- 8,99 €
Hailed among the BEST BOOKS OF THE YEAR 2011 by Jeanette Winterson, A.S. Byatt, Patrick Ness, Sebastian Barry, Boyd Tonkin, Erica Wagner...
A sparkling satire from the MAN BOOKER PRIZE-SHORTLISTED and WOMEN'S PRIZE-WINNING author of How to be both and the critically acclaimed Seasonal quartet
'Playful, humorous, serious, profoundly clever and profoundly affecting' Guardian
'Adventurous, intoxicating, dazzling. This is a novel with serious ambitions that remains huge fun to read' Literary Review
'Smith can make anything happen, which is why she is one of our most exciting writers today' Daily Telegraph
'There once was a man who, one night between the main course and the sweet at a dinner party, went upstairs and locked himself in one of the bedrooms of the house of the people who were giving the dinner party . . .'
As time passes by and the consequences of this stranger's actions ripple outwards, touching the owners, the guests, the neighbours and the whole country, so Ali Smith draws us into a beautiful, strange place where everyone is so much more than they first appear...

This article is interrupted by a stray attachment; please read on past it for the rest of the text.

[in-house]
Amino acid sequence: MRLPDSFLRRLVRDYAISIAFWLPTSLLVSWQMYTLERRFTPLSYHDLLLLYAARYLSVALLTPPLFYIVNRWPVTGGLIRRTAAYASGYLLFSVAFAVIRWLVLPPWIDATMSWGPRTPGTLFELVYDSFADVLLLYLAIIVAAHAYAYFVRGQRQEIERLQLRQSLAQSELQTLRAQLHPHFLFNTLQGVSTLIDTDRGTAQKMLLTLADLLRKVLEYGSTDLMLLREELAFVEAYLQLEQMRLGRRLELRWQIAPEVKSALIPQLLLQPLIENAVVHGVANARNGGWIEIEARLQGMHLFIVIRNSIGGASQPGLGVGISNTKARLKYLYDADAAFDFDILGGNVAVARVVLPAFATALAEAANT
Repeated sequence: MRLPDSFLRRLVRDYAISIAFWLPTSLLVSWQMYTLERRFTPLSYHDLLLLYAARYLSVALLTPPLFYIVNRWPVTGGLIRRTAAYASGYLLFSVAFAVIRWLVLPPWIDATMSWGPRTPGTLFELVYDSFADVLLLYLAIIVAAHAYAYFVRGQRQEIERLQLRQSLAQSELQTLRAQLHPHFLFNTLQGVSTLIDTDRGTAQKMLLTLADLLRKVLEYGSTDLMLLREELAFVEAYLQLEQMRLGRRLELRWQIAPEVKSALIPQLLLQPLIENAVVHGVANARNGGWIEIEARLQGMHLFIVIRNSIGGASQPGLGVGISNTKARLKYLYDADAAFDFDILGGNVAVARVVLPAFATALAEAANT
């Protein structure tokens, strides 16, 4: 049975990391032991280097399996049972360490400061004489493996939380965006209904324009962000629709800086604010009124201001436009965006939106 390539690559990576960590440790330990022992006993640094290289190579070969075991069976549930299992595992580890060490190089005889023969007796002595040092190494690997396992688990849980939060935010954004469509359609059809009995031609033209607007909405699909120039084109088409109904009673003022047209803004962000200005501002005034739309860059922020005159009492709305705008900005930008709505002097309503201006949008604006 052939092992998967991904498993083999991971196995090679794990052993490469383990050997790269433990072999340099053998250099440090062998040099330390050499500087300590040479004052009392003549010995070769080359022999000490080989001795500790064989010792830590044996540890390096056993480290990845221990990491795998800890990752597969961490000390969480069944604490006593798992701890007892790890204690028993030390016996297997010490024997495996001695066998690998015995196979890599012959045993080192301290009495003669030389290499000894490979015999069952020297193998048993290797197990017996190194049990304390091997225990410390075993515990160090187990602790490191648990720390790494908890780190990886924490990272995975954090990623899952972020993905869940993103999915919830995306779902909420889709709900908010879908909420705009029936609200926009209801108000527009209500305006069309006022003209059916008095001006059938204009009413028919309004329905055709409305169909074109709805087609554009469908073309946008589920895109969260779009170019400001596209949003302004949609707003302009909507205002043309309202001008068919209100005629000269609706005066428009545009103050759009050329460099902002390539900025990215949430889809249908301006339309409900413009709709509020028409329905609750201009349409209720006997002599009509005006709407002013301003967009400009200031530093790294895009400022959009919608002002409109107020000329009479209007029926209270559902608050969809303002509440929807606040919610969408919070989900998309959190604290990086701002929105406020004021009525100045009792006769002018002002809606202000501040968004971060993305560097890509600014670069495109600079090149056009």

This startling lark from Smith (The Accidental) is so much more than the sum of its parts. Both breezy and devastating, the novel radiates from a whimsical center: Miles Garth, a dinner party guest, decides to leave the world behind and lock himself in his hostess's spare room, refusing to come out and communicating only by note. Four charmers with only tenuous links to Miles, nicknamed Milo by the growing crowd camped outside the suburban Greenwich, London house, narrate the proceedings: Anna, a girl who knew Miles briefly in the past; Mark, a melancholy gay man who Miles met watching Shakespeare at the Old Vic; May Young, an elderly woman who Miles helped grieve her daughter's death; and the wonderful, "preternaturally articulate" Brooke, arguably the cleverest 10-year-old in contemporary literature. Together they create a portrait not so much of Miles because none of them really knows him but of the zeitgeist of their society. In a lovely departure, and in spite of the fact that there is not one ordinary, carefree character in this whole tale, all parents are literate, loving, and tolerant: though Mark is exhausted and sad, his famous mum speaks to him, in verse no less, from beyond the grave; though May is trapped by dementia, she was a kind mother to her ill-fated daughter; and though Brooke is clearly plagued by attention deficit disorder and is misunderstood and disliked at school, her parents love her dearly. This fine, unusual novel is sweet and melancholy, indulgent of language and of the fragile oddballs who so relish in it.